Rwanda: All You Need to Know About Collective Investment Schemes in Rwanda

Recently Rwanda enacted a new law to govern collective investment schemes (CIS), the Law N° 062/2021 of 14/10/2021 Governing Collective Investment Schemes.

This law is yet another legal reform spearheaded by the spirit of Kigali International Financial Centre to position Rwanda as an investment hub on the continent with a sound legal framework.

The new law is regarded as a step forward to the continuous journey of creating a more lively investment landscape in the country and it also aims to accommodate best practices in the collective investment schemes scene in Rwanda which still presents a huge portion of intact market share for interested new players to tap in.

How does a CIS work?

A Collective Investment Scheme is an investment vehicle where a number of individuals come together and pool money to invest their whole fund collection in selected assets.

The fund created by those collective contributions is managed by professionals referred to as "investment managers" or "portfolio managers". CIS usually makes non-alternative investments, thus, investing in assets such as bonds, equities, or cash to make returns for its investors. Assets under a CIS are called a "portfolio".

Each investor (participant) in the CIS arrangement holds a pro-rata unit (share) of the portfolio and he/ she is entitled to share in the profits and losses that accrue to the assets in the portfolio.

To simplify, let's use a hypothetical example to discuss further; if you were to invest through CIS today, your money would be pooled together with that of other investors. The money you invest is moved across the wide range of assets within that particular fund you are investing in. Then, your money in the fund is divided into units (shares); the number of units you hold represents your proportionate ownership of the fund's overall assets.

Consequently, the income and capital growth appreciated over those assets will be shared among the fund participants comparably to the units held by each one. As the underlying value of the assets rises and falls, it affects the prices of your units' fluctuation. Just like in traditional companies, your stake in the fund will rise and fall depending on the number of units the fund issues against its total value.

Operationalization of a CIS

CIS can only be created, managed, and operated by a body corporate technically known as "operator" and not individuals. The operator ensures compliance of the scheme with applicable laws and regulations. Assets and documents of title of assets of the CIS are kept by another body corporate licensed by Rwanda's Capital Markets Authority (CMA) for assets safekeeping function known as "custodian". Custodian is appointed and entrusted with the custody of the assets of the CIS.

Investment managers are the ones to run the show in a CIS. They manage the portfolio of investments, formulate investment policy for the CIS, decide on which assets to invest in, and if the income made by the scheme should be distributed or reinvested (among other functions). An investment manager is a firm licensed by CMA to conclude investment agreements, manage instruments and give advice in relation to the capital market.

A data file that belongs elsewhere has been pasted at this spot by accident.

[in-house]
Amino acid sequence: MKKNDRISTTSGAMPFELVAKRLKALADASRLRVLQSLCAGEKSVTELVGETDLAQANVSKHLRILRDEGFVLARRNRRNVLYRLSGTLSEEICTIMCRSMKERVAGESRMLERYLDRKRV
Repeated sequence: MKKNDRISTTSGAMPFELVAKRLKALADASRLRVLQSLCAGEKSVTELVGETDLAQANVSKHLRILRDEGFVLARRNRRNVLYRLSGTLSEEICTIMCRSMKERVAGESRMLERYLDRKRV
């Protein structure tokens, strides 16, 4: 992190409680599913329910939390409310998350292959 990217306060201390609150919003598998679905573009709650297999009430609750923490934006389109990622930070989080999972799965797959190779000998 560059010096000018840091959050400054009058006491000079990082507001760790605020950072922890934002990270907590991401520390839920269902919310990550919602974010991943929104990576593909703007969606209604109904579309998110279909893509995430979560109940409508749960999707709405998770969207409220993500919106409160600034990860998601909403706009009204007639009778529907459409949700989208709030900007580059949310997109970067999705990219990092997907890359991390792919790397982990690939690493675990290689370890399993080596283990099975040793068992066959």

To operate a CIS, a license issued by CMA is mandatory. Apart from granting operational licenses, CMA is also charged with the overall regulatory and supervisory authority over CIS. Rwanda's Financial Intelligence Centre (FIC) is entrusted with some authorities in relation to compliance. The office of the Registrar General at Rwanda Development Board (RDB) has some responsibilities towards CIS such as keeping the prospectus and the register of beneficial owners of concerned CIS.

A CIS can be structured either as a unit trust scheme; investment company scheme; partnership scheme; or contractual scheme.

Unit trust schemes can either be a single scheme that may be an open-ended or interval scheme or an umbrella scheme where the sub-schemes are open-ended or interval schemes. The operator who intends to establish a unit trust scheme does so by use of a trust deed effected between the operator of the scheme and a trustee. The CIS body should be registered according to the Law governing trusts (which was enacted recently). Here trustee would mean a body corporate that is licensed by CMA to serve as a trustee. Unit trust schemes do not have a legal personality.

An investment company scheme is another structure to consider of a CIS. A CIS can either be an investment company with fixed capital (which must be a single scheme); an investment company with variable capital (which may be a limited or indefinite life scheme); or a protected cell company. Investment company schemes should be incorporated as limited liability companies in accordance with the laws governing companies. Investment company schemes should be established as a protected cell company with a single scheme or an umbrella scheme. Sub-schemes in umbrella scheme do not exist as separate legal entities to such an extent that in the event of any sub-scheme being unable to meet its liabilities, these may be met out of the assets of the other sub-schemes.

A CIS can also establish as a partnership scheme which must be a registered limited partnership in accordance with the Law governing partnerships. A limited partnership is a kind of partnership that has one or more partners each with unlimited liability and one or more partners each with limited liability for the debts of the partnership. In a limited partnership, a general partner is responsible for the management of the limited partnership affairs and takes part in the management of the partnership business whereas a limited partner does not take part in the management of the partnership.